The Northland College volleyball team closed the books on the regular season just over a week ago, and the LumberJills were once again left out of the playoff picture in the Upper Midwest Athletic Conference. But all that could be changing in the near future under head coach Chelsea Meierotto, who has the program trending in the right direction for the first time in a long time after just one season in charge.
“It’s definitely a rebuilding year, trying to build the program back up and change the culture,” Meierotto said. “We want to grow and improve and compete in the UMAC.”
She has certainly made progress on that front already.
The Jills won nine matches this season, the most for the program since 2012, and considering the strong local connection Meierotto brings to the team and her experience playing at the collegiate level, there’s plenty for Northland volleyball fans to be excited about in the coming years.
The Meierotto name is the stuff of legend in Washburn, where Chelsea’s parents Mike and Wendy Meierotto established a veritable dynasty in their years coaching volleyball together at the high school.
“My dad did the majority of the coaching and my mom was doing all the stuff that doesn’t get the recognition that it deserves,” Meierotto said. “It took both of them and they’re a pretty good team together. I was in the third grade when they started coaching — just a little kid — so me and my sisters were always in the gym with them, being the managers.”
The Meierotto girls all eventually grew up to take on starring roles for the Castle Guards, and the program reached its pinnacle when Chelsea and her older sister Aubrey helped Washburn capture the WIAA Division 3 state championship in 2000.
Aubrey, who still holds the all-time record for most kills in a state tournament match with 50, went on to play for the Wisconsin Badgers, and two years later, Chelsea opted to stay closer to home and signed with the University of Minnesota-Duluth, where she played all four seasons and helped the Bulldogs to two NCAA Division II Final Four appearances.
The youngest sister, Whitney, also wound up at UMD and played with Chelsea for two seasons.
“I am the connection with everybody,” Chelsea said. “I was lucky and fortunate enough to be able to play with both of them.”
That strong connection to family eventually led Chelsea back to the bay area, and she spent several years as the assistant coach at Washburn before taking over head coaching duties from her parents in 2017.
“They actually stopped coaching when my mom passed away from cancer, so my dad was ready to be done,” she said. “He didn’t feel like he could do it without my mom, and so then I stepped in for two years as head coach before this opportunity came up. I went and did my own thing, but then it’s back home. I love this area. My family is all here, and it’s where I wanted to be.”
Though she never really considered coaching at the collegiate level, Meierotto soon learned of the open position at Northland and applied for the job at the urging of a number of people, including Emma Rusch, one of her former players at Washburn who transferred from UW-River Falls to Northland as a sophomore last year.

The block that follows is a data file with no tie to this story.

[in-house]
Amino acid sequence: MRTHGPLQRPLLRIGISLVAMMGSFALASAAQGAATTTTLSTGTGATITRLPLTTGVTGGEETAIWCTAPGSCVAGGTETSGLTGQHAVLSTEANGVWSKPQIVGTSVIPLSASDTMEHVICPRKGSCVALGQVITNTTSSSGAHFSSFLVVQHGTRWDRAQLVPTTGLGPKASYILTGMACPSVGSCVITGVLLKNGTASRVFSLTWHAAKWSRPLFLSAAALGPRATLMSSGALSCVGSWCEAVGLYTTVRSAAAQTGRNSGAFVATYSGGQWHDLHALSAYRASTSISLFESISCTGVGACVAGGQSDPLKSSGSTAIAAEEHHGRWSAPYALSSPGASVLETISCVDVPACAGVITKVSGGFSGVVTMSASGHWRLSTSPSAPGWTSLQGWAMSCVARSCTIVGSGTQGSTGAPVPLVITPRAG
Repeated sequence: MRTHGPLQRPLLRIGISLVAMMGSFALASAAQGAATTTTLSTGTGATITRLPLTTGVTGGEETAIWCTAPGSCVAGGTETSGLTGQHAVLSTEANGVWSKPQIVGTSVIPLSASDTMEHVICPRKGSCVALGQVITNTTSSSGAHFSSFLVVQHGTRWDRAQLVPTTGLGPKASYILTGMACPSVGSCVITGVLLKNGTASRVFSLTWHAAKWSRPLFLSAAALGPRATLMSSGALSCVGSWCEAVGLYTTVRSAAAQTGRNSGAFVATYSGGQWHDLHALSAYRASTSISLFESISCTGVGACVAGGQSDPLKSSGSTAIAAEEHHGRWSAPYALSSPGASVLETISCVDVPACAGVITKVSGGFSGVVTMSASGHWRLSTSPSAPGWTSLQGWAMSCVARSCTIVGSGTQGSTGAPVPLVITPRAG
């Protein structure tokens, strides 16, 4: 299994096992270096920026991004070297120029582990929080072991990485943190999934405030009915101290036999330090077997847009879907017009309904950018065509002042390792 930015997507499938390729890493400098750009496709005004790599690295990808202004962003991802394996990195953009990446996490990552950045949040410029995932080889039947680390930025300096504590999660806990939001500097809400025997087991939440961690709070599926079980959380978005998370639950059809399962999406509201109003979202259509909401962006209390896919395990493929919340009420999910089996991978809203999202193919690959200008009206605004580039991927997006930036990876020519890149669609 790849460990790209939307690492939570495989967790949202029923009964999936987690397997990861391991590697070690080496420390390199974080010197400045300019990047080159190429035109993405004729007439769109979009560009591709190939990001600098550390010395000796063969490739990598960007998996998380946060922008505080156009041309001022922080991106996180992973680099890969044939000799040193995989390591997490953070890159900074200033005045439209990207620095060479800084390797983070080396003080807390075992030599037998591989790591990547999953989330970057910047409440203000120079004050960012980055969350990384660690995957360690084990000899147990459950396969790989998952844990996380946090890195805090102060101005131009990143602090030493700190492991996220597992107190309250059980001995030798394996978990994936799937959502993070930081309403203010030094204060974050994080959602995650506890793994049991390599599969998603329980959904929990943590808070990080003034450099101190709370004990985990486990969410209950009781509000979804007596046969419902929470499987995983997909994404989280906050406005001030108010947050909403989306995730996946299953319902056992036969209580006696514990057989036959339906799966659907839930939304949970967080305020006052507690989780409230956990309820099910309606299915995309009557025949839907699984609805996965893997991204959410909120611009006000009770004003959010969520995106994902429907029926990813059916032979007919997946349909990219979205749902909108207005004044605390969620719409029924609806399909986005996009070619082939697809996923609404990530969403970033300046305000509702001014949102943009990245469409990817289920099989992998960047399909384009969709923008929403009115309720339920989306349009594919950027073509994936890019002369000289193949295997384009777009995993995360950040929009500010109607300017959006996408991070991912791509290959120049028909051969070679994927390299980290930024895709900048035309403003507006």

“Mike and Wendy taught me how to play from middle school,” Rusch said. “I started in seventh grade, so I’ve always played for the Meierottos. [Chelsea] and her family know the game more than anybody and the second I found out the coaching position was open I texted her and said please apply, it would be so amazing to have you again. And when she was hired it was like a dream come true to be playing for her again. She’s such a good coach, not even just on the floor. Outside of volleyball she’s such a good role model and person to have in your life. She’s always there for us.”
Rusch is one of two former Washburn players now on the Northland roster, along with Nora Hagen, but the local connection in the team runs even deeper still because of Meierotto’s far-reaching reputation in the region.
Northland junior Dez LaPointe, a Bayfield graduate, played against Meierotto’s teams all throughout high school, as did Northland freshman Bailey Thompson, who played at Mercer.
“I played against Washburn all my four years and I saw how good of a coach she was,” Thompson said. “I hadn’t signed with any other college yet, so when she said she was coaching I signed because I wanted to play for her.”
Building the Northland program with local athletes is a primary goal for Meierotto going forward, and it’s a great way to continue her parents’ legacy of developing talent and promoting the sport among the local youth.
“I really love my parents and everything they’ve done for the youth in our area, and that meant so much to me to see the connections and relationships they made while coaching middle school and high school, and the connections they had with the girls after they graduated and moved on,” Meierotto said.
“Having good role models like that in the lives of young kids is really important and just something that they instilled in us as kids and something I’m passionate about myself and wanted to carry forward.”
At the end of the day, developing the team with local players is also mutually beneficial for all the programs involved, and a good chance to put Northland on the map for girls from across the region who want to take a shot and excel at the next level.
“It’s really important to get the local schools and communities interested in Northland College volleyball,” she said. “We’re all here and being local will help draw some more attention, to know that area athletes have an opportunity. I think it will help the program, and I just think the more familiar faces we can get, the better and stronger our program can be in our area. There’s a local connection and there are good opportunities here.”